A. If you get your email for the next survey and find that your link doesn’t give you access to the system, go to the surveys page, and there is a link there to the monthly survey which you can use – you just need to enter your email. If there is a problem with a survey you have already started, email email@example.com and we’ll get it sorted as soon as we can. If you are on Facebook or Twitter, you can also message us @voterchoiceau for assistance. Glitches do happen unfortunately, but we’ll do our best to minimise them and sort them out quickly.
Q. Can I stop and come back to finish the survey later?
A. Yes, if you are using the link in your email. Once you start your questionnaire, you can stop at anytime by simply closing the browser window, and re-enter by simply clicking the link in your email again. You have one week from the time you start to complete the survey. It is better to try and do it in one go if you can but life happens! Email firstname.lastname@example.org if you have any trouble getting back in to your survey.
Q. What does a ‘panel’ mean?
A. A panel is type of survey method where a group of people that are surveyed or interviewed more than once. A multi-wave panel is a type of study that reinterviews the same group of people many times to get their opinions at multiple points in time. The main reason to do a panel is to study change – in the Voter Choice Project panel studies we are studying change in vote decision.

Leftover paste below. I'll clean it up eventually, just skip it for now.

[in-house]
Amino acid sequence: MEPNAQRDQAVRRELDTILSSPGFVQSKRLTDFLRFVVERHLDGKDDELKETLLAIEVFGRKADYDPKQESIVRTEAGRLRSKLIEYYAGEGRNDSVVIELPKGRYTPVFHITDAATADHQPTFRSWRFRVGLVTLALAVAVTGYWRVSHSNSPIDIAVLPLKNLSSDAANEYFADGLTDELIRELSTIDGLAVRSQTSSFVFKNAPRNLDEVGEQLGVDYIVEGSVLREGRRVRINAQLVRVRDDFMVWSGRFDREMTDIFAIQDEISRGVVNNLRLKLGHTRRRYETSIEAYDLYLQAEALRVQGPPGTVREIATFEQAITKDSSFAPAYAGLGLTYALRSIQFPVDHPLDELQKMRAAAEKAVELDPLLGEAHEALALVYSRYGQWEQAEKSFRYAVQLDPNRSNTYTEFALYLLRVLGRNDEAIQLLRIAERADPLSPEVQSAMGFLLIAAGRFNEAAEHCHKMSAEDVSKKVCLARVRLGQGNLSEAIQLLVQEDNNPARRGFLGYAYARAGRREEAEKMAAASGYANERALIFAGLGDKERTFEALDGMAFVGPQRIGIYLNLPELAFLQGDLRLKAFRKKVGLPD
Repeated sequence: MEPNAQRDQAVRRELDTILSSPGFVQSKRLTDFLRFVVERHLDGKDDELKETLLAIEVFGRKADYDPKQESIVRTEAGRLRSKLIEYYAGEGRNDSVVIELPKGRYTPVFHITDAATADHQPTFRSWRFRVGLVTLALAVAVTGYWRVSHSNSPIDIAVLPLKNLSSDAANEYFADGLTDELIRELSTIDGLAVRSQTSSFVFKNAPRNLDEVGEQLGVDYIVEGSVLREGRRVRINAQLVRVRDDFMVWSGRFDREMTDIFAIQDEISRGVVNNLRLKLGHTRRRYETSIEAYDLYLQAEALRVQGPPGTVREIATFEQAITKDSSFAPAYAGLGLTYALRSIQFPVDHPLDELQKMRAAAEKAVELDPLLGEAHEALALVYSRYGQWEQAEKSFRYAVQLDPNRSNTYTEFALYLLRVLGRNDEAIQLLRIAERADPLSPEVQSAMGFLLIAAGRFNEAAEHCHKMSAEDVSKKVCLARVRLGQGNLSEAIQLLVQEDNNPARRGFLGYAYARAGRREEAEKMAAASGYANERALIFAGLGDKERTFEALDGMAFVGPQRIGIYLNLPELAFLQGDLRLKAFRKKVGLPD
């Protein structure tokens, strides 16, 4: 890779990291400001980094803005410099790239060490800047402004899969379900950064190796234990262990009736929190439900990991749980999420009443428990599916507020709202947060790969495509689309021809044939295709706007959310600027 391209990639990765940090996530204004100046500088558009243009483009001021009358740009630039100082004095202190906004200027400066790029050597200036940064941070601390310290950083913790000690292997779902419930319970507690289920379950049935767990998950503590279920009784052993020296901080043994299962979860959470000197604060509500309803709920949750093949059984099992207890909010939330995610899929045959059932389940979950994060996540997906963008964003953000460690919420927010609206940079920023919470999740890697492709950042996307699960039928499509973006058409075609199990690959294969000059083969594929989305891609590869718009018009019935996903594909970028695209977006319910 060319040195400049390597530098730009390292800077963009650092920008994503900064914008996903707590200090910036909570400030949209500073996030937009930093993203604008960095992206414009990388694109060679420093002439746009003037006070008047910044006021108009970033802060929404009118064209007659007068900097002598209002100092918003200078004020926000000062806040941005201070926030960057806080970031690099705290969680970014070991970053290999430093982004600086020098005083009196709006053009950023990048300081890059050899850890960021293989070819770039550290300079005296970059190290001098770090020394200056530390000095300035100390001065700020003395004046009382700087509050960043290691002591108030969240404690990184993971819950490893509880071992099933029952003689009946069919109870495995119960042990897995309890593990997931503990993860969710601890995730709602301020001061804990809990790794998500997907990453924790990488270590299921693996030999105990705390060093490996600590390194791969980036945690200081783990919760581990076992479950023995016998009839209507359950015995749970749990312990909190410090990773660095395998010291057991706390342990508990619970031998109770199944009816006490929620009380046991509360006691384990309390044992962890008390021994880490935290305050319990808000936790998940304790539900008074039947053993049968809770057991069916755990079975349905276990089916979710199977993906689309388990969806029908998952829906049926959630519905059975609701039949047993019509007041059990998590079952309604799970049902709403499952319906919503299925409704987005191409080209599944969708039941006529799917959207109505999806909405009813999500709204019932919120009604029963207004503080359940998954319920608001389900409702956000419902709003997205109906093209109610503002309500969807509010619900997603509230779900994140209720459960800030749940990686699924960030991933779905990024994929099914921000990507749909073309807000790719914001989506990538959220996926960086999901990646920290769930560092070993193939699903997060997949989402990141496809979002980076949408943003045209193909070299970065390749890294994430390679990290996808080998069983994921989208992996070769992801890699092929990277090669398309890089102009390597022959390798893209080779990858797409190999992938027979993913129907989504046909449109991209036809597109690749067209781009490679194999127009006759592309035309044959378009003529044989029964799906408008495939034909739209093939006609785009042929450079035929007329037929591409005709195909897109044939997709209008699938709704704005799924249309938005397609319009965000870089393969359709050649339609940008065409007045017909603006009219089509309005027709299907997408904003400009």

Q. Where will the results be published?
A. We try and publish highlights of the results reasonably quickly on the blog. A report on the results will be published on this site when analysis is complete. Participants in the study will be emailed an executive summary of the results.
There may be some news coverage if there are findings of general interest. If appropriate, submissions will be made to the relevant government or parliamentary committees, such as the Joint Standing Committee on Electoral Matters (JSCEM) which holds hearings into the events of each federal election.
Raphaella Kathryn Crosby will publish some results as part of her PhD thesis, as well as a number of smaller papers, and a book is also possible.
Q. How can I get a copy of the data?
A. There is currently no plan to make the dataset public: the codebooks and questionnaires may be published on this site and in academic databases at an appropriate time after the completion of the study. The raw data set will absolutely never be released or sold in order to protect voters’ privacy.
Q. What will the results of the study be used for?